(My column as it appeared in Upmarket magazine week of May 6th)
Every one of us will have experiences that will cause us to question the meaning of an event. Doesn’t matter if you’re an employee, or employer. It will happen. The problem for many is they want the right answer. There is a right answer — but not what you might think.
Some questions simply don’t have a correct answer. Many of these questions revolve around the idea of trying something and not having it work out. Should you have tried? Do you try again? Did something happen you couldn’t control on your end or theirs but you can’t tell which, and call or ask to find out? An example might be that a colleague didn’t answer your email or voice message, and it happened more than once. Are they ignoring you? Are they not getting the message, or too busy at the moment? Email or call just one more time and you could be seen not as a person demonstrating professional due diligence, but as a pest.
So what is the correct answer?
There isn’t one. This is a judgment call, and the chips must fall where they may. But how you view your decision is what’s important — not the actual task.
Many people get hung up when something they worked long and hard on falls apart. You make plans, do your due diligence, prepare, and then things go awry. A client you’ve been trying to acquire for 5 years finally says, “OK send me an RFP / Request For Proposal.” You spend two weeks working on the perfect proposal. To ensure there are no typos you have it proofread by an English professor only to discover after you sent it you mistakenly put Mr. instead of Ms. throughout. Is it a test or a sign?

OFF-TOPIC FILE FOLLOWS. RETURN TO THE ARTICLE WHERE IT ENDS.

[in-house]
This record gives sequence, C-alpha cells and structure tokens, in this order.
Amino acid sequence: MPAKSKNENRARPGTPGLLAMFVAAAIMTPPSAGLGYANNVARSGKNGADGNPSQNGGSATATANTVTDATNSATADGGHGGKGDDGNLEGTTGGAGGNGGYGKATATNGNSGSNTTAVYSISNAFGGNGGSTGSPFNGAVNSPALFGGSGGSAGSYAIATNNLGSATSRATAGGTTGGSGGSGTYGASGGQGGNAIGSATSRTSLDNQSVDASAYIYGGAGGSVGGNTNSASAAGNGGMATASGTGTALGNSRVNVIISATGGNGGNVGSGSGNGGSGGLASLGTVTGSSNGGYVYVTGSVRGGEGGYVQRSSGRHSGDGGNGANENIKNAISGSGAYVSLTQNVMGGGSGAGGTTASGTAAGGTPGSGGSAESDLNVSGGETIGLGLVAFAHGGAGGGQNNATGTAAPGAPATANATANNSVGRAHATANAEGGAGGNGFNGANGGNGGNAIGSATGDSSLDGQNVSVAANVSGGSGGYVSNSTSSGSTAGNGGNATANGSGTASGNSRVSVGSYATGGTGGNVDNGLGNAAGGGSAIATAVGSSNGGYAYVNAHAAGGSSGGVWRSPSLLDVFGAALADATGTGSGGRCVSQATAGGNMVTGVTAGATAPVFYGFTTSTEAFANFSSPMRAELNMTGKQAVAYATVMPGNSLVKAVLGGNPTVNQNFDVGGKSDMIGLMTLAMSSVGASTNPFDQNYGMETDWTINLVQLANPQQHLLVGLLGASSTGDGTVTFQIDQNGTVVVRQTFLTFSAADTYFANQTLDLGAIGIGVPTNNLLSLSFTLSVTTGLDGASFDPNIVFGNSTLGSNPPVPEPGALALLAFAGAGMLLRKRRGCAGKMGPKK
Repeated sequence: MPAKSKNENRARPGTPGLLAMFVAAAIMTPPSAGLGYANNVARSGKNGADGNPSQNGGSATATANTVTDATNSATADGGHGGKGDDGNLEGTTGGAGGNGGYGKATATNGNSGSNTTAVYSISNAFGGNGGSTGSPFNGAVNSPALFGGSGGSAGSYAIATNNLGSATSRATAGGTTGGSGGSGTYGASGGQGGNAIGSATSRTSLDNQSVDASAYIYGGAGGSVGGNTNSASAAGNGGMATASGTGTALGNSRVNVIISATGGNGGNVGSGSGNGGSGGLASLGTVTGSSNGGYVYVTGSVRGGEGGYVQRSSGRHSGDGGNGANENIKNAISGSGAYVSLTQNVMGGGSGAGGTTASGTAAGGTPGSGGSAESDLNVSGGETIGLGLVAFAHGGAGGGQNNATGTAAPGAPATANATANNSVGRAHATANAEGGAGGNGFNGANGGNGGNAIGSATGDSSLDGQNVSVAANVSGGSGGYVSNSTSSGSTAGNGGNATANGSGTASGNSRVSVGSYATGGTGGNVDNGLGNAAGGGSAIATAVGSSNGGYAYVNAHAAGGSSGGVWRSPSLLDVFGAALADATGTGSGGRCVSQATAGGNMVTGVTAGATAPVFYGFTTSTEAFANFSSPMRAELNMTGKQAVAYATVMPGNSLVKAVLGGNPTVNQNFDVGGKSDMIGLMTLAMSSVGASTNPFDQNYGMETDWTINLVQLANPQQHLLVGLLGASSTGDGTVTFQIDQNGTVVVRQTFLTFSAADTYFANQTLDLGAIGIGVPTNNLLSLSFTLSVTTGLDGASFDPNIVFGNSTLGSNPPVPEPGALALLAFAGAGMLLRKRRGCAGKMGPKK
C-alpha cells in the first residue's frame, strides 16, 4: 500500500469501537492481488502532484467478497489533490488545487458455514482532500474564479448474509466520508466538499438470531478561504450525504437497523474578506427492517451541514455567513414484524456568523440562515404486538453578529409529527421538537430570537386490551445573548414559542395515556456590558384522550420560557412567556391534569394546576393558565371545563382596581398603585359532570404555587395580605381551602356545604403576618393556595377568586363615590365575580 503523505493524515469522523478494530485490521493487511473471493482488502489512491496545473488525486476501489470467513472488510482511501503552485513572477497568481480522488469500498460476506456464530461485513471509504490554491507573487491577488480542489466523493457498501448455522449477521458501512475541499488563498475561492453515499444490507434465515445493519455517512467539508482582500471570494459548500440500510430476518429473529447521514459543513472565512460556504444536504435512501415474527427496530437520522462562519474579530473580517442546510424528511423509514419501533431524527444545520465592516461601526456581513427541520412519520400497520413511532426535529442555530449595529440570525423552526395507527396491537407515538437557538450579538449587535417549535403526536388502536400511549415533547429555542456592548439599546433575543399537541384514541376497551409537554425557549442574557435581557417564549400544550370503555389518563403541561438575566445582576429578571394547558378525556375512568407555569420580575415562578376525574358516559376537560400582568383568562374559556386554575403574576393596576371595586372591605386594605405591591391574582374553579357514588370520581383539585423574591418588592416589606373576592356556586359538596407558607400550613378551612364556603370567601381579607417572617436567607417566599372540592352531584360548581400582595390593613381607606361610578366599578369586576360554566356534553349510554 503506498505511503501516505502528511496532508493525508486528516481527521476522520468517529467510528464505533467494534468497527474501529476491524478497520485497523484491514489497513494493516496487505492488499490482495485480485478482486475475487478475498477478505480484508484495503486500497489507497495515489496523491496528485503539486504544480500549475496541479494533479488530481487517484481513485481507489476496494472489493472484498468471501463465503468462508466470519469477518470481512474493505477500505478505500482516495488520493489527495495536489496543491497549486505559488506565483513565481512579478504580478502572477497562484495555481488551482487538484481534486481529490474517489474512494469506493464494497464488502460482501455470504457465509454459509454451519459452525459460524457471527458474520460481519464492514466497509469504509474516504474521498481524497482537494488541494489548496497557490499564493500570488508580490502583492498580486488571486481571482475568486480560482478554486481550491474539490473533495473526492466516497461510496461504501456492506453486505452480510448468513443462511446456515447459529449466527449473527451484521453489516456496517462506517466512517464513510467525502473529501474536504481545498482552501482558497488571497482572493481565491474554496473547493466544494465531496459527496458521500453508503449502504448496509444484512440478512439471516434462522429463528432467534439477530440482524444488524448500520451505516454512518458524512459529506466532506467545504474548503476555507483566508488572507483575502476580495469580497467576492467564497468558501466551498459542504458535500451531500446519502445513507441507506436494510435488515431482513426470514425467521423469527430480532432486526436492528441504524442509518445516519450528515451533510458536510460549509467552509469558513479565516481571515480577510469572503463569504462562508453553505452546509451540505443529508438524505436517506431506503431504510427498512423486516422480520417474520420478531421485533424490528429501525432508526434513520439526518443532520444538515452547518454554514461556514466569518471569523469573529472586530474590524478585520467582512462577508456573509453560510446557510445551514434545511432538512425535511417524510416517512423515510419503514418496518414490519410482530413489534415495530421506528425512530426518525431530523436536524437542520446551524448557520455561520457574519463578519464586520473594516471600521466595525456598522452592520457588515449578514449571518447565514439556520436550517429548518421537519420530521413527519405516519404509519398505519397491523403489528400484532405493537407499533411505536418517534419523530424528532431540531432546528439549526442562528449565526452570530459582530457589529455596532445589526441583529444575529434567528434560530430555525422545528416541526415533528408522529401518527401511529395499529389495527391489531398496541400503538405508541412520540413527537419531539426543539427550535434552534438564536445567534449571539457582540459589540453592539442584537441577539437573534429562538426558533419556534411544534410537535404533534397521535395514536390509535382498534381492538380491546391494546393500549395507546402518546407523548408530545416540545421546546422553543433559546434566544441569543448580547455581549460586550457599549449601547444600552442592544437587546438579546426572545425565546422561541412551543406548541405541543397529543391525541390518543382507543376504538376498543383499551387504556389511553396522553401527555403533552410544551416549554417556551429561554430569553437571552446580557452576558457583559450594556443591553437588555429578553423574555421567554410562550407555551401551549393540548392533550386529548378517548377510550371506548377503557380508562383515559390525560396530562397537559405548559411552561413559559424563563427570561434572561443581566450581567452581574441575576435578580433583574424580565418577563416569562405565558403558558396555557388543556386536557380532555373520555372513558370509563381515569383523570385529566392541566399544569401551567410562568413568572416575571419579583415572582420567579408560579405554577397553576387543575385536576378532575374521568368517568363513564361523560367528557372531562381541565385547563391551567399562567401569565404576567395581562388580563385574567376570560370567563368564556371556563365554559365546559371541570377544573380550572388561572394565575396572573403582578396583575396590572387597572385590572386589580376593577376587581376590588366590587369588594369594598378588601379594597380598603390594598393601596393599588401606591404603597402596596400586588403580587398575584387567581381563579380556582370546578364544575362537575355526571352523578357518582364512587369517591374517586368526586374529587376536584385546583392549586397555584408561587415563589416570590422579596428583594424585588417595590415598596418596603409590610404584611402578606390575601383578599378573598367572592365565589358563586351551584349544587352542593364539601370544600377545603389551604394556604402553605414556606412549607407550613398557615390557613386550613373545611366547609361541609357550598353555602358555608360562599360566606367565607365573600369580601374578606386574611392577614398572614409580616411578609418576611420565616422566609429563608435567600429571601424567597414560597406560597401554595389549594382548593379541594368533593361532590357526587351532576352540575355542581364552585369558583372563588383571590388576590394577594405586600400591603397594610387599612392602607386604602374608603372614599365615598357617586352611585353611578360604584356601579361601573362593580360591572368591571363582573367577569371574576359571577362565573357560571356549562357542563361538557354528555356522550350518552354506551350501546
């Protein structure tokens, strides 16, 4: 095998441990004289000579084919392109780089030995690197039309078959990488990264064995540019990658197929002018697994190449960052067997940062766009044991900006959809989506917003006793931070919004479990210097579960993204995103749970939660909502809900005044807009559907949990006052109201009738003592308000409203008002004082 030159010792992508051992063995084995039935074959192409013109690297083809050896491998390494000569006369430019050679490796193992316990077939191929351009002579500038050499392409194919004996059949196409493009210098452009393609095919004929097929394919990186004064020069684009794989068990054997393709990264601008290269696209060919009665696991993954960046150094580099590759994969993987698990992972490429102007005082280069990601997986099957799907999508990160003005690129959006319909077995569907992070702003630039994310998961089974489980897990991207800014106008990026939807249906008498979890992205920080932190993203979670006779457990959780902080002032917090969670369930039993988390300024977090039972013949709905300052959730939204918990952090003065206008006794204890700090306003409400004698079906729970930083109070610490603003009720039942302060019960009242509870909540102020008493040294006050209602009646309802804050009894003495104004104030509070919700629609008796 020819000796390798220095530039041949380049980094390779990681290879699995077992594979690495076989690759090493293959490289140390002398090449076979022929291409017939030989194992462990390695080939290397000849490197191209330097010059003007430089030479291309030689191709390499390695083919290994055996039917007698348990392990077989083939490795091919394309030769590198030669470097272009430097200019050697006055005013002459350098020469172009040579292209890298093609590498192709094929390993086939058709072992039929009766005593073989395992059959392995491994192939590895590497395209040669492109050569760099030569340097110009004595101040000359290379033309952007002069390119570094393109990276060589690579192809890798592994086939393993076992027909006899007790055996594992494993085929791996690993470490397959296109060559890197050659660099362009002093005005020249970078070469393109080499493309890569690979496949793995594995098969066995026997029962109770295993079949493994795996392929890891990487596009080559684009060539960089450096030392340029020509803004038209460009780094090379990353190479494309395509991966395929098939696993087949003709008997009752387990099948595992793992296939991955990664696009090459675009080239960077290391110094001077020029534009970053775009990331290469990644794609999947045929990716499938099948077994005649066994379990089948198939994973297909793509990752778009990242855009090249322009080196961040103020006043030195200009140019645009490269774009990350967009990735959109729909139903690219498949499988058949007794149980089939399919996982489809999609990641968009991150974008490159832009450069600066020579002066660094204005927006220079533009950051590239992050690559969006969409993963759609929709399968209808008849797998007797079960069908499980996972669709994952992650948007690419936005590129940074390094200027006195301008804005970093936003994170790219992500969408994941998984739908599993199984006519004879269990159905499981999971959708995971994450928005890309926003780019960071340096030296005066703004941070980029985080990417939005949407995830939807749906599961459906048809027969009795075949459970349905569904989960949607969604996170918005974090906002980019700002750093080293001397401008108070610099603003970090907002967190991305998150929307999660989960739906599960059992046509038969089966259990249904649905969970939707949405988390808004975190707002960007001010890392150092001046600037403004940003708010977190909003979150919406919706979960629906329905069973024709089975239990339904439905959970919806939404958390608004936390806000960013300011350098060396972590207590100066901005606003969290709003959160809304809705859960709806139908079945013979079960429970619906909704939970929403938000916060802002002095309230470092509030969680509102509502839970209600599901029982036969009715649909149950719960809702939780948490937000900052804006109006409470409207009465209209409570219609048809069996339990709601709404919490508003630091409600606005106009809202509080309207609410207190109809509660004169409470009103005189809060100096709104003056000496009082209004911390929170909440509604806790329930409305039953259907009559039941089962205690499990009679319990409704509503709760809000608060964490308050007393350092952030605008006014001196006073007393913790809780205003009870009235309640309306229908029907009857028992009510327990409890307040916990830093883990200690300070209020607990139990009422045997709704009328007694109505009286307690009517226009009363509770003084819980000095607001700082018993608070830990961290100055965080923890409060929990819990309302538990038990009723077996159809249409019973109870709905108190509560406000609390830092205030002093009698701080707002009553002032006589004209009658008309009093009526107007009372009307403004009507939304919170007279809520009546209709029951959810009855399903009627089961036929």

Some things happen completely outside of your control. You plan an event. You’ve been wondering if you should hold it at a certain venue for a long time, yet you could never get proper pricing or a workable date. Out of the blue you’re notified that all your criteria have been met. You decide to do it. The day of your event their air conditioning units fail, and it’s hot. To top it off the building is one that doesn’t allow windows to be opened. Is it a test or a sign?
As you can see, there is no right or wrong answer. It’s all in how you look at it once the dust settles. The only correct question and answer to any of the above is this: Did you do your best — yes or no?
If you did, that’s all you can do. You can’t change the past. Kicking yourself over and over again won’t change it either. If the answer is no, then what you need to do is take measures to ensure you don’t do it again. But whether or not it’s a test or a sign is still arguable. The mistake may have been within your control — but some mistakes happen no matter how hard or diligent you are. There are situations where no amount of preparedness can satisfy all the variables.
Don’t beat yourself up. Move on. It’s called life. You win some, you lose some, but you learn from all.
© 2012 Mark St.Cyr